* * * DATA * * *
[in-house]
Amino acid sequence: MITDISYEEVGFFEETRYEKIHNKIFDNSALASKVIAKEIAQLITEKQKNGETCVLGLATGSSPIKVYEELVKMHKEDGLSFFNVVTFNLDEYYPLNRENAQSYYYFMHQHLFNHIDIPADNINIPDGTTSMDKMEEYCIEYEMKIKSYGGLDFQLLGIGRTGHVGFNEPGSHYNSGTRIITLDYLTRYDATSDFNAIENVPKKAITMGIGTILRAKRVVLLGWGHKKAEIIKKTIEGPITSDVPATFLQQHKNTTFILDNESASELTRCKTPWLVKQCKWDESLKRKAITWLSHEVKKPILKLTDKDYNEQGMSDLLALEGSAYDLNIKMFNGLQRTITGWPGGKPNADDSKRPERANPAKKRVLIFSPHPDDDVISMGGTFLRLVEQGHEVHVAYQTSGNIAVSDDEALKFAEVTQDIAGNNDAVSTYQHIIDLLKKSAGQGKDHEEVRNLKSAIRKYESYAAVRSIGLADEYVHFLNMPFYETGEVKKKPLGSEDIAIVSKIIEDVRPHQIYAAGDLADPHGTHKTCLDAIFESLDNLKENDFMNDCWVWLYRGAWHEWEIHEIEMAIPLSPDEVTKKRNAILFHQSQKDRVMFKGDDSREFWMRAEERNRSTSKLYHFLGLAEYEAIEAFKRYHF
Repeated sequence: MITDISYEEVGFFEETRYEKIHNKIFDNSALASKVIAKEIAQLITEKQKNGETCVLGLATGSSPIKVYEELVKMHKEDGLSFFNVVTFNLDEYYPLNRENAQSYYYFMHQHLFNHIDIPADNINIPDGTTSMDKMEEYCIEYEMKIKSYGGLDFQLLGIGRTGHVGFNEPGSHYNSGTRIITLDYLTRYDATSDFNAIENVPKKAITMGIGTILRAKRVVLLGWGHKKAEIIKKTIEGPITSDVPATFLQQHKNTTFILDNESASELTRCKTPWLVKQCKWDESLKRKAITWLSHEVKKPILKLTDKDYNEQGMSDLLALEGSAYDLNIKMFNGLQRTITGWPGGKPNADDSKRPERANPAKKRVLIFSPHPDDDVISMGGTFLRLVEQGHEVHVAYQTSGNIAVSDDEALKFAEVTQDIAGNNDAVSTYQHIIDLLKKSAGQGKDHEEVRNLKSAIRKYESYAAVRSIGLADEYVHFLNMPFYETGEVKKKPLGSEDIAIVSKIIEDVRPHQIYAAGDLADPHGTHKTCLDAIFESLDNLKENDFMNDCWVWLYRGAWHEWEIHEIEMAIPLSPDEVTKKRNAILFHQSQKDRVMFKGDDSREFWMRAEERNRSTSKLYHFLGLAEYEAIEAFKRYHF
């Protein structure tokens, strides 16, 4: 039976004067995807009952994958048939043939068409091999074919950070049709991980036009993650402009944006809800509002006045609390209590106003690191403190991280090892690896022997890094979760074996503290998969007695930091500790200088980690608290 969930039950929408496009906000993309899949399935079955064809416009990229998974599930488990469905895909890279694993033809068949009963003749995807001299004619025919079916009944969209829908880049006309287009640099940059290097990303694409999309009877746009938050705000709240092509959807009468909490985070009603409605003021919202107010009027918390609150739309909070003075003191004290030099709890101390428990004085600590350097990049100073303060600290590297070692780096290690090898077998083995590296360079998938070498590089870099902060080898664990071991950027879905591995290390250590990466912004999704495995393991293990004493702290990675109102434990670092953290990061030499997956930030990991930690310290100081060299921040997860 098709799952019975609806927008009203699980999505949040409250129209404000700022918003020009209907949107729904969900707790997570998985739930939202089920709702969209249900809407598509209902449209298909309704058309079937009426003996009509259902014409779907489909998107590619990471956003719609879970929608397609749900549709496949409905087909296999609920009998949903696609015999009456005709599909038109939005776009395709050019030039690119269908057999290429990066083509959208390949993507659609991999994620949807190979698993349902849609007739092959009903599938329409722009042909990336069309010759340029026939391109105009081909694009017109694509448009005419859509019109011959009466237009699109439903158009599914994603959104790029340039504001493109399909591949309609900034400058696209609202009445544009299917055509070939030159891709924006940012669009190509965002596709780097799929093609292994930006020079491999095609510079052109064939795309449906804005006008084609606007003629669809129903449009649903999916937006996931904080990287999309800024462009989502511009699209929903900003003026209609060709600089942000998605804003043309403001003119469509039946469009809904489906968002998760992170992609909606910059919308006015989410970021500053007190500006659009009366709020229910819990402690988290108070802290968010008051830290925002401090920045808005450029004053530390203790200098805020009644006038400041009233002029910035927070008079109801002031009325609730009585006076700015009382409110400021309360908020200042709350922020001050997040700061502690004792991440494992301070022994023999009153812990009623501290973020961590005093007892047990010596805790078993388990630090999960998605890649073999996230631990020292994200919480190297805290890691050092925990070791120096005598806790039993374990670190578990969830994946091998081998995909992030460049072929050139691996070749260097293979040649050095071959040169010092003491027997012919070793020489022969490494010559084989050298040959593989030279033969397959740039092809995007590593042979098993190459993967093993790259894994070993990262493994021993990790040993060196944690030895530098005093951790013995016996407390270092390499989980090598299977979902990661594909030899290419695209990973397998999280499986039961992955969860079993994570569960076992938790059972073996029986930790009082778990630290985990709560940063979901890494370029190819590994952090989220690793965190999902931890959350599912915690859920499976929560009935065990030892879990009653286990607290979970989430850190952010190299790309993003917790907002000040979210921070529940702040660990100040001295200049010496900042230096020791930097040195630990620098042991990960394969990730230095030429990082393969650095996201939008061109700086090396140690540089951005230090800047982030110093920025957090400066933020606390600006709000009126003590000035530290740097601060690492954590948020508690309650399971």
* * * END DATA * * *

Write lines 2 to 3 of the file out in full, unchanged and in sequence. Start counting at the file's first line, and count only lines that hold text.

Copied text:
Amino acid sequence: MITDISYEEVGFFEETRYEKIHNKIFDNSALASKVIAKEIAQLITEKQKNGETCVLGLATGSSPIKVYEELVKMHKEDGLSFFNVVTFNLDEYYPLNRENAQSYYYFMHQHLFNHIDIPADNINIPDGTTSMDKMEEYCIEYEMKIKSYGGLDFQLLGIGRTGHVGFNEPGSHYNSGTRIITLDYLTRYDATSDFNAIENVPKKAITMGIGTILRAKRVVLLGWGHKKAEIIKKTIEGPITSDVPATFLQQHKNTTFILDNESASELTRCKTPWLVKQCKWDESLKRKAITWLSHEVKKPILKLTDKDYNEQGMSDLLALEGSAYDLNIKMFNGLQRTITGWPGGKPNADDSKRPERANPAKKRVLIFSPHPDDDVISMGGTFLRLVEQGHEVHVAYQTSGNIAVSDDEALKFAEVTQDIAGNNDAVSTYQHIIDLLKKSAGQGKDHEEVRNLKSAIRKYESYAAVRSIGLADEYVHFLNMPFYETGEVKKKPLGSEDIAIVSKIIEDVRPHQIYAAGDLADPHGTHKTCLDAIFESLDNLKENDFMNDCWVWLYRGAWHEWEIHEIEMAIPLSPDEVTKKRNAILFHQSQKDRVMFKGDDSREFWMRAEERNRSTSKLYHFLGLAEYEAIEAFKRYHF
Repeated sequence: MITDISYEEVGFFEETRYEKIHNKIFDNSALASKVIAKEIAQLITEKQKNGETCVLGLATGSSPIKVYEELVKMHKEDGLSFFNVVTFNLDEYYPLNRENAQSYYYFMHQHLFNHIDIPADNINIPDGTTSMDKMEEYCIEYEMKIKSYGGLDFQLLGIGRTGHVGFNEPGSHYNSGTRIITLDYLTRYDATSDFNAIENVPKKAITMGIGTILRAKRVVLLGWGHKKAEIIKKTIEGPITSDVPATFLQQHKNTTFILDNESASELTRCKTPWLVKQCKWDESLKRKAITWLSHEVKKPILKLTDKDYNEQGMSDLLALEGSAYDLNIKMFNGLQRTITGWPGGKPNADDSKRPERANPAKKRVLIFSPHPDDDVISMGGTFLRLVEQGHEVHVAYQTSGNIAVSDDEALKFAEVTQDIAGNNDAVSTYQHIIDLLKKSAGQGKDHEEVRNLKSAIRKYESYAAVRSIGLADEYVHFLNMPFYETGEVKKKPLGSEDIAIVSKIIEDVRPHQIYAAGDLADPHGTHKTCLDAIFESLDNLKENDFMNDCWVWLYRGAWHEWEIHEIEMAIPLSPDEVTKKRNAILFHQSQKDRVMFKGDDSREFWMRAEERNRSTSKLYHFLGLAEYEAIEAFKRYHF